Thus, repentance by the offending party is a prerequisite to forgiveness, and there is no limit to the number of times we must forgive our brother if he repents of offenses to us. If others sin against us but do not repent, we cannot ourselves forgive them because there has been no contract established between us. However, God has provided a remedy for this all-too-common situation: we can ask the Father to forgive them. He knows their hearts and attitudes (Hebrews 4:12), and can deal with them in His love and patience, whereas we do not possess such perfect insight into the other person’s character. Notice some examples of the Father being asked to forgive:

1. Jesus Christ on the stake: “Father, forgive them, for they know not what they do” (Luke 23:34). The Pharisees, Roman soldiers, and others responsible for His death were weak and subject to peer pressure, and to the intense pressure of Satan and the demons to destroy this sinless Being.

2. The example of Stephen while being stoned: “Lord, lay not this sin to their charge” (Acts 7:60).

3. The example of Jesus and the adulteress: the woman said that no one had accused her of her sin, and Jesus told her, “Neither do I condemn you; go and sin no more [repent]” (John 8:10-11). She was told to repent but was not yet forgiven of her sin at this point because she had not yet repented.

Seek Out Your Guilty Brother


Forgiveness is such a critical issue for us Christians that we are told to seek out a brother who has done us harm and ask him to request forgiveness from us. You are to go to your brother that has offended you and ask that he repent of his sin and ask forgiveness from you.

Moreover, if your brother shall trespass against you, go and tell him his fault between you and him alone: if he will hear you, you have gained your brother” (Matthew 18:15).

Going to your brother and telling him he has made a mistake and harmed you is an act that demands great character and determination. Likely as not the offending party is not even aware that he has committed such an error, and will gladly admit it and ask for your forgiveness; after all, brethren are instructed to dwell together in unity (Psalm 133:1). In a very real sense, we do what Jesus Christ did when He allowed Himself to be sacrificed on the stake (John 10:15; 15:13). In Matthew 18:15, “… if he will hear you”… could as well say “… if he will ask your forgiveness ….”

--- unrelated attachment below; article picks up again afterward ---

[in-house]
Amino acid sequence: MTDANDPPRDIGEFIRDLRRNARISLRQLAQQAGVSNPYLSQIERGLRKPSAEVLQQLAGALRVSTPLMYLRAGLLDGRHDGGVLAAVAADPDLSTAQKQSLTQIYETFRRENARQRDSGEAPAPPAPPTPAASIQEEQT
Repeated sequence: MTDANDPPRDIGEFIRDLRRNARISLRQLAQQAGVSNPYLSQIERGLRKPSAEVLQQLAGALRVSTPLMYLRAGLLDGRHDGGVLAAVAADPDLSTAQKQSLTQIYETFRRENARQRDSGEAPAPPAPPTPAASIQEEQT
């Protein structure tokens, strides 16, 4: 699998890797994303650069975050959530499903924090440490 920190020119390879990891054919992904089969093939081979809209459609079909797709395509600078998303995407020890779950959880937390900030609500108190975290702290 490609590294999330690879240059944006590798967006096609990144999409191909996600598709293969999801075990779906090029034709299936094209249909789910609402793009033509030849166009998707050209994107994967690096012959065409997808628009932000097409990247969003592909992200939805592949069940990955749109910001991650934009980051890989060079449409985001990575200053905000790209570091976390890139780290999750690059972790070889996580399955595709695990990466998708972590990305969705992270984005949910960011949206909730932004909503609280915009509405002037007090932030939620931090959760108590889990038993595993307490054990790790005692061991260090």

There is a risk that the sinning party will not acknowledge his error, but even in that case, there is a remedy God has given us. He says, “… if he will not hear you, then take with you two or three more, that in the mouth of two or three witnesses every word may be established. And if he shall neglect to hear them, tell it to the church [ecclesia]: but if he, neglect to hear the church, let him be unto you as a heathen man or a publican” (Matthew 18:16-17). These scriptures make plain that forgiveness of sins against another person is so incredibly important. Errors in words or actions against a brother must not be left to fester; they are to be attended to expeditiously because, if not, they will eat away at our spiritual character, and deny us of abundant living. These conflicts will even interfere with your communication with God (I Peter 3:7).

“Be you angry and sin not; let not the sun go down upon your wrath” (Galatians 4:26).

“Let all bitterness, and wrath, and clamor, and evil speaking be put away from you, with all malice, and be kind one to another, tenderhearted, forgiving one another, even as God for Christ’s sake has forgiven you” (Ephesians 4:31-32).

“Follow peace with all men, and holiness, without which no man shall see the Lord: looking diligently lest any man fail of the grace of God, lest any root of bitterness springing up trouble you, and thereby many be defiled … “ (Hebrews 12:14-15).

To Forgive, Identify Sin


Forgiveness is an action on your part that requires you to identify the sin that was committed, and then confess it, after which the other party forgives the infraction. The infraction can be identified only when it is evaluated in the light of God’s laws, for “Sin is the transgression of the law” (I John 3:4; see also Romans 3:20 and 7:7).